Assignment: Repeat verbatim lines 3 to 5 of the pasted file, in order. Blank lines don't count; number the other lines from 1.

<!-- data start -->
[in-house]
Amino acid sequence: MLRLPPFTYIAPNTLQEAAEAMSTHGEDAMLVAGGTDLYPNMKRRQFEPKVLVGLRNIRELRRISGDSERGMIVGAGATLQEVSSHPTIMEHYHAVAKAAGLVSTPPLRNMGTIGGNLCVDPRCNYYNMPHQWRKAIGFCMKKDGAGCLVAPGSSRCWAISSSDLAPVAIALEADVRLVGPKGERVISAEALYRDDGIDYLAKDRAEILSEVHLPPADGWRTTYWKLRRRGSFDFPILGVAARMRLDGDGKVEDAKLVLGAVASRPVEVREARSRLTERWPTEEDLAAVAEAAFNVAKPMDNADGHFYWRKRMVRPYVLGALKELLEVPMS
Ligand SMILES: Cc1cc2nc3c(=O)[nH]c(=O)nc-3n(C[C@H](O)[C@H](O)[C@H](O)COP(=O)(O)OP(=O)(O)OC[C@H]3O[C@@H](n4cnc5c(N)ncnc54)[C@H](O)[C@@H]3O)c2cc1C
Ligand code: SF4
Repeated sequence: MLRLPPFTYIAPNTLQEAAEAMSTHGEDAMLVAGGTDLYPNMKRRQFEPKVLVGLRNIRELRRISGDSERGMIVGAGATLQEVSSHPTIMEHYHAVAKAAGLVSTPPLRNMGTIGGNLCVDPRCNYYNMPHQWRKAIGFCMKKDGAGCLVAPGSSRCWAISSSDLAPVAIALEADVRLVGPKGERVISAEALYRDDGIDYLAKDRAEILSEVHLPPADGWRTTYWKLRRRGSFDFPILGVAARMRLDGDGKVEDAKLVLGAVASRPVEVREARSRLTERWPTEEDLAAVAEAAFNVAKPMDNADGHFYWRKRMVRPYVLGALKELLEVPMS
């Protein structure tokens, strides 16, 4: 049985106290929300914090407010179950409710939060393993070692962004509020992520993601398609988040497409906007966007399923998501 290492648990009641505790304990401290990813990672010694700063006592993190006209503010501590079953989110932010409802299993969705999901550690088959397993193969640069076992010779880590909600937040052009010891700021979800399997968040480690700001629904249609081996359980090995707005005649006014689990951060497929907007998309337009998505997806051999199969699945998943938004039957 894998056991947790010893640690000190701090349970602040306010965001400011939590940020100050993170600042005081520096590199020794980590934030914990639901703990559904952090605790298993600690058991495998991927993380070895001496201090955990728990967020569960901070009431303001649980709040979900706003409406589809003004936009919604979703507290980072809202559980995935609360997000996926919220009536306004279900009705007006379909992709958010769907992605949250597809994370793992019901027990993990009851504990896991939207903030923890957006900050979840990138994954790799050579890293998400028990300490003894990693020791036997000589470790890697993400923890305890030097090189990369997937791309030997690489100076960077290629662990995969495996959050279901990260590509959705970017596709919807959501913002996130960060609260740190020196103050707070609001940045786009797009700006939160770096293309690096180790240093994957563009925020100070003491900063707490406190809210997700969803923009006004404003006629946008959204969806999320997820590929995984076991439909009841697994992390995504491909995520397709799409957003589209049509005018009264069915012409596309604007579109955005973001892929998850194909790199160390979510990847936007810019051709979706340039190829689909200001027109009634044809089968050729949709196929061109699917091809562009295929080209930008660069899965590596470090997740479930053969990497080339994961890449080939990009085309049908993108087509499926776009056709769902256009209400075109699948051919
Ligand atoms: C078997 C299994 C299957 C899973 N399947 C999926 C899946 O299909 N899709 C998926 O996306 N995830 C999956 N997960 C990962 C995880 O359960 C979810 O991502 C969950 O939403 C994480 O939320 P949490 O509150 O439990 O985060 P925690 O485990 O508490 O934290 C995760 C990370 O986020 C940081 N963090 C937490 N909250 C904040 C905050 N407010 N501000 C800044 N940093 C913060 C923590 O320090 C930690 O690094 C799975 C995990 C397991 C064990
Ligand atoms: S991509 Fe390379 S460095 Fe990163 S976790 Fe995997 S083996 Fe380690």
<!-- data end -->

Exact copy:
Ligand SMILES: Cc1cc2nc3c(=O)[nH]c(=O)nc-3n(C[C@H](O)[C@H](O)[C@H](O)COP(=O)(O)OP(=O)(O)OC[C@H]3O[C@@H](n4cnc5c(N)ncnc54)[C@H](O)[C@@H]3O)c2cc1C
Ligand code: SF4
Repeated sequence: MLRLPPFTYIAPNTLQEAAEAMSTHGEDAMLVAGGTDLYPNMKRRQFEPKVLVGLRNIRELRRISGDSERGMIVGAGATLQEVSSHPTIMEHYHAVAKAAGLVSTPPLRNMGTIGGNLCVDPRCNYYNMPHQWRKAIGFCMKKDGAGCLVAPGSSRCWAISSSDLAPVAIALEADVRLVGPKGERVISAEALYRDDGIDYLAKDRAEILSEVHLPPADGWRTTYWKLRRRGSFDFPILGVAARMRLDGDGKVEDAKLVLGAVASRPVEVREARSRLTERWPTEEDLAAVAEAAFNVAKPMDNADGHFYWRKRMVRPYVLGALKELLEVPMS